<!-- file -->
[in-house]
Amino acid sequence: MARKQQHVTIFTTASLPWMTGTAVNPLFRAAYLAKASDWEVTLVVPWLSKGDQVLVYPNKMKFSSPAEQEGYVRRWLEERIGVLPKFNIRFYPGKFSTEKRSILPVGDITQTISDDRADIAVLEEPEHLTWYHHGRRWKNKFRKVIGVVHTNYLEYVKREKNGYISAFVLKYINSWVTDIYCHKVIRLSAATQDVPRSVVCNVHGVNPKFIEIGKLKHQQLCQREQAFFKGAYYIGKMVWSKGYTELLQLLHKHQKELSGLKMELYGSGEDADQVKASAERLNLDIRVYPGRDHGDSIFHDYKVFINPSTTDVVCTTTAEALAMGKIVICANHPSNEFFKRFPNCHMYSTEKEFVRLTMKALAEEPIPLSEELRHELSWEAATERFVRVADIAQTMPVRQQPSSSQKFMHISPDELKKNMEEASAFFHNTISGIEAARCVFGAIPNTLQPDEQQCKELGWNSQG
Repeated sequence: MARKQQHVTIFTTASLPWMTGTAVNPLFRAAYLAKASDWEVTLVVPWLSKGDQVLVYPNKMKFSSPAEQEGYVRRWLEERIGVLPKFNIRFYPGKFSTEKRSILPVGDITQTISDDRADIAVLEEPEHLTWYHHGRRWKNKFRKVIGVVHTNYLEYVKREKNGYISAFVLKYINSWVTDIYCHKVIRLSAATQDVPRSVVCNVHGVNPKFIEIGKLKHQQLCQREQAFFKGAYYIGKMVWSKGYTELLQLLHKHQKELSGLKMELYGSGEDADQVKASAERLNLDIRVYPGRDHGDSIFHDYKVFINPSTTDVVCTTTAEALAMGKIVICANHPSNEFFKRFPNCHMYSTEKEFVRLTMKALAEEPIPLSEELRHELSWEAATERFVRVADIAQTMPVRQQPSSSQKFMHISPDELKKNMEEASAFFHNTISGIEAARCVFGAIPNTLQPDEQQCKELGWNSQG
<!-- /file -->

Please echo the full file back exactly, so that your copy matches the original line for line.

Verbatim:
[in-house]
Amino acid sequence: MARKQQHVTIFTTASLPWMTGTAVNPLFRAAYLAKASDWEVTLVVPWLSKGDQVLVYPNKMKFSSPAEQEGYVRRWLEERIGVLPKFNIRFYPGKFSTEKRSILPVGDITQTISDDRADIAVLEEPEHLTWYHHGRRWKNKFRKVIGVVHTNYLEYVKREKNGYISAFVLKYINSWVTDIYCHKVIRLSAATQDVPRSVVCNVHGVNPKFIEIGKLKHQQLCQREQAFFKGAYYIGKMVWSKGYTELLQLLHKHQKELSGLKMELYGSGEDADQVKASAERLNLDIRVYPGRDHGDSIFHDYKVFINPSTTDVVCTTTAEALAMGKIVICANHPSNEFFKRFPNCHMYSTEKEFVRLTMKALAEEPIPLSEELRHELSWEAATERFVRVADIAQTMPVRQQPSSSQKFMHISPDELKKNMEEASAFFHNTISGIEAARCVFGAIPNTLQPDEQQCKELGWNSQG
Repeated sequence: MARKQQHVTIFTTASLPWMTGTAVNPLFRAAYLAKASDWEVTLVVPWLSKGDQVLVYPNKMKFSSPAEQEGYVRRWLEERIGVLPKFNIRFYPGKFSTEKRSILPVGDITQTISDDRADIAVLEEPEHLTWYHHGRRWKNKFRKVIGVVHTNYLEYVKREKNGYISAFVLKYINSWVTDIYCHKVIRLSAATQDVPRSVVCNVHGVNPKFIEIGKLKHQQLCQREQAFFKGAYYIGKMVWSKGYTELLQLLHKHQKELSGLKMELYGSGEDADQVKASAERLNLDIRVYPGRDHGDSIFHDYKVFINPSTTDVVCTTTAEALAMGKIVICANHPSNEFFKRFPNCHMYSTEKEFVRLTMKALAEEPIPLSEELRHELSWEAATERFVRVADIAQTMPVRQQPSSSQKFMHISPDELKKNMEEASAFFHNTISGIEAARCVFGAIPNTLQPDEQQCKELGWNSQG